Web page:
When the U.S. helped to oust Libya's dictator from power, supporters of the intervention included Hillary Clinton, John Kerry, Susan Rice, Samantha Power, Nancy Pelosi, Marco Rubio, John McCain, Lindsey Graham, Mark Kirk, Charles Krauthammer and Bill Kristol. In advance of Election 2016, when some of these people try to influence public debate and others vie to become president of the United States, let us continue to monitor the outcome of the war that they supported.
Nearly four years after the ouster of Col. Muammar el-Qaddafi, Libya’s warring cities and towns have become so entangled in internal conflicts over money and power that they have opened a door for the Islamic State to expand into the country’s oil-rich deserts and sprawling coastline. Libya has become a new frontier for the radical group as it comes under increasing pressure from American-led airstrikes on its original strongholds in Iraq and Syria. While other extremist organizations may have sought only to capitalize on the Islamic State’s fearsome name, the contingent here in Surt has not only taken over a major Libyan city but also demonstrated clear coordination with the parent organization, also known as ISIS or ISIL and based in Syria.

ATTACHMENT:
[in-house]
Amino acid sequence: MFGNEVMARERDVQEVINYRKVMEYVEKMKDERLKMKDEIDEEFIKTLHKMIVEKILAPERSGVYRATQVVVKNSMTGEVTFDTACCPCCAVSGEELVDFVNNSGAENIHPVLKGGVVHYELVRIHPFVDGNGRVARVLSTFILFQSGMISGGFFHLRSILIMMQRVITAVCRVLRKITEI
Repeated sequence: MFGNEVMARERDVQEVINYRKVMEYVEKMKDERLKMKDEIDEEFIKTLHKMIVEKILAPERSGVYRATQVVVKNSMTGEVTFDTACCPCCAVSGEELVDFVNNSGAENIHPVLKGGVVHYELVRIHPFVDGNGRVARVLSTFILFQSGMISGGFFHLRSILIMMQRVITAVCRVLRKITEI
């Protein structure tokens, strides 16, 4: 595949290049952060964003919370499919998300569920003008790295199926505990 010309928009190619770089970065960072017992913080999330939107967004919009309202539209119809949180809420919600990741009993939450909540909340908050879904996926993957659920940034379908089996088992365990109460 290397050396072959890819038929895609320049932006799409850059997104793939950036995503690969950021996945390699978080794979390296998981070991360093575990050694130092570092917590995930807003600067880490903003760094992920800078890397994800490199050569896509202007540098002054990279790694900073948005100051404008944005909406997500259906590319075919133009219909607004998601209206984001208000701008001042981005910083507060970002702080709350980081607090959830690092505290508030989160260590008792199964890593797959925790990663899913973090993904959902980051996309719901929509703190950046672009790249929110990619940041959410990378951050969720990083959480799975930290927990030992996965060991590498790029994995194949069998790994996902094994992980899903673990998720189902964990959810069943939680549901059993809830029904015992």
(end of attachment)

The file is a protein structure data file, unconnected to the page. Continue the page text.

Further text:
A recent video depicting the beheadings of Egyptian Christians kidnapped from Surt appeared to have been taped on the Libyan shoreline, but it also featured the parent group’s signature audiovisual sophistication, orange jumpsuits and ceremonial knives... That close cooperation so far sets the Islamic State group in Surt apart from the wave of other militants who have pledged allegiance to ISIS... But even after the international uproar over the video, no Libyan authority has been able to take any effective action against the group. Two warring coalitions of militias have divided the country, and each... appears more intent on fighting the other than on thwarting the Islamic State. What is more, the battles have crippled Libya’s oil exports so severely that there is now a risk that the country’s currency and economy will soon collapse.
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Conor Friedersdorf is a staff writer at The Atlantic, where he focuses on politics and national affairs. He lives in Venice, California, and is the founding editor of The Best of Journalism, a newsletter devoted to exceptional nonfiction.